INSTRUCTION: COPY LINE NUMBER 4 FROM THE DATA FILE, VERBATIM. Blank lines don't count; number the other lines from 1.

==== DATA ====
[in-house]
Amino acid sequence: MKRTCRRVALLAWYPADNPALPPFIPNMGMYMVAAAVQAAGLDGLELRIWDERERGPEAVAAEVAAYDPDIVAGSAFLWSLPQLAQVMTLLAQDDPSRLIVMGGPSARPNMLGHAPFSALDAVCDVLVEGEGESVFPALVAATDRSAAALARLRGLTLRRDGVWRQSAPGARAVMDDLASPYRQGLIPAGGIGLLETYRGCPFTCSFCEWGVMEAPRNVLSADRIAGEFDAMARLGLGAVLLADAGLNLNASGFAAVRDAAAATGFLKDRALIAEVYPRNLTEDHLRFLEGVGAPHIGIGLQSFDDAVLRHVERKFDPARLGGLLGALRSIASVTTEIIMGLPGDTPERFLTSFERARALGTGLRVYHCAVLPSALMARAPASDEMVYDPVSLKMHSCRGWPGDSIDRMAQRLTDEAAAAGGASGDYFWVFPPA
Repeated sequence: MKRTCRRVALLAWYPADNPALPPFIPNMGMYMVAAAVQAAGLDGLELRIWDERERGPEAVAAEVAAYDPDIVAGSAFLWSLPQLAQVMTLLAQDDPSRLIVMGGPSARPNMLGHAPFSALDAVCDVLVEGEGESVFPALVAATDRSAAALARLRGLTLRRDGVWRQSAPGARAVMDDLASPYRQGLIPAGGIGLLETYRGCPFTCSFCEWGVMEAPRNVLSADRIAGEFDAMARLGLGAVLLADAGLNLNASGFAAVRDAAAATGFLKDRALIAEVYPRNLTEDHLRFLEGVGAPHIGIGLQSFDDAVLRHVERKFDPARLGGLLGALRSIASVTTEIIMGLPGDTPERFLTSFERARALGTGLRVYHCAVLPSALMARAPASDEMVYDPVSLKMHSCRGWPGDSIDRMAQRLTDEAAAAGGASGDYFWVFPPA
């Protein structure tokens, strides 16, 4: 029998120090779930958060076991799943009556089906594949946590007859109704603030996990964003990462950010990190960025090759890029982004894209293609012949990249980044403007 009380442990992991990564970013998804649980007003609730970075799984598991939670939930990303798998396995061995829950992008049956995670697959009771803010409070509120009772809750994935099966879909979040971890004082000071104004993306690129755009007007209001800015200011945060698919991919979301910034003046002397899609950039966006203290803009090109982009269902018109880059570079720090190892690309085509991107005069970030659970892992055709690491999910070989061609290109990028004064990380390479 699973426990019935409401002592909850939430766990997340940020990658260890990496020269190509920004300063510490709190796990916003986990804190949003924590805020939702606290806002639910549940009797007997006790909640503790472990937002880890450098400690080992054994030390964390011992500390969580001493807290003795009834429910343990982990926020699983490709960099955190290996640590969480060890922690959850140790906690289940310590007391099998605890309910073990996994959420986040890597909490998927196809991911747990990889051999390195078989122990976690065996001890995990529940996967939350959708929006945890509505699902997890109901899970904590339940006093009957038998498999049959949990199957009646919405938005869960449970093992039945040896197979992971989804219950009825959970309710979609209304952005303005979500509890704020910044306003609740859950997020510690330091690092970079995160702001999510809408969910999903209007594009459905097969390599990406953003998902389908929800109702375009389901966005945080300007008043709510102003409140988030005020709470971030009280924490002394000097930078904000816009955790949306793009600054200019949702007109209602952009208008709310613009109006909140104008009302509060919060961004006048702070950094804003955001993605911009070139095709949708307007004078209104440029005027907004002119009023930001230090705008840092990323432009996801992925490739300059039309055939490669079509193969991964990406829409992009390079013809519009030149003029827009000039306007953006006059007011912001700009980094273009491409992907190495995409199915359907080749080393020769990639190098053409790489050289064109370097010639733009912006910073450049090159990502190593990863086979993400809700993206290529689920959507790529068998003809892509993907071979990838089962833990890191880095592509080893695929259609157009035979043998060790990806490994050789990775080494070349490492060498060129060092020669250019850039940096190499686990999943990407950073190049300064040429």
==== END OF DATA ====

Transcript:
């Protein structure tokens, strides 16, 4: 029998120090779930958060076991799943009556089906594949946590007859109704603030996990964003990462950010990190960025090759890029982004894209293609012949990249980044403007 009380442990992991990564970013998804649980007003609730970075799984598991939670939930990303798998396995061995829950992008049956995670697959009771803010409070509120009772809750994935099966879909979040971890004082000071104004993306690129755009007007209001800015200011945060698919991919979301910034003046002397899609950039966006203290803009090109982009269902018109880059570079720090190892690309085509991107005069970030659970892992055709690491999910070989061609290109990028004064990380390479 699973426990019935409401002592909850939430766990997340940020990658260890990496020269190509920004300063510490709190796990916003986990804190949003924590805020939702606290806002639910549940009797007997006790909640503790472990937002880890450098400690080992054994030390964390011992500390969580001493807290003795009834429910343990982990926020699983490709960099955190290996640590969480060890922690959850140790906690289940310590007391099998605890309910073990996994959420986040890597909490998927196809991911747990990889051999390195078989122990976690065996001890995990529940996967939350959708929006945890509505699902997890109901899970904590339940006093009957038998498999049959949990199957009646919405938005869960449970093992039945040896197979992971989804219950009825959970309710979609209304952005303005979500509890704020910044306003609740859950997020510690330091690092970079995160702001999510809408969910999903209007594009459905097969390599990406953003998902389908929800109702375009389901966005945080300007008043709510102003409140988030005020709470971030009280924490002394000097930078904000816009955790949306793009600054200019949702007109209602952009208008709310613009109006909140104008009302509060919060961004006048702070950094804003955001993605911009070139095709949708307007004078209104440029005027907004002119009023930001230090705008840092990323432009996801992925490739300059039309055939490669079509193969991964990406829409992009390079013809519009030149003029827009000039306007953006006059007011912001700009980094273009491409992907190495995409199915359907080749080393020769990639190098053409790489050289064109370097010639733009912006910073450049090159990502190593990863086979993400809700993206290529689920959507790529068998003809892509993907071979990838089962833990890191880095592509080893695929259609157009035979043998060790990806490994050789990775080494070349490492060498060129060092020669250019850039940096190499686990999943990407950073190049300064040429």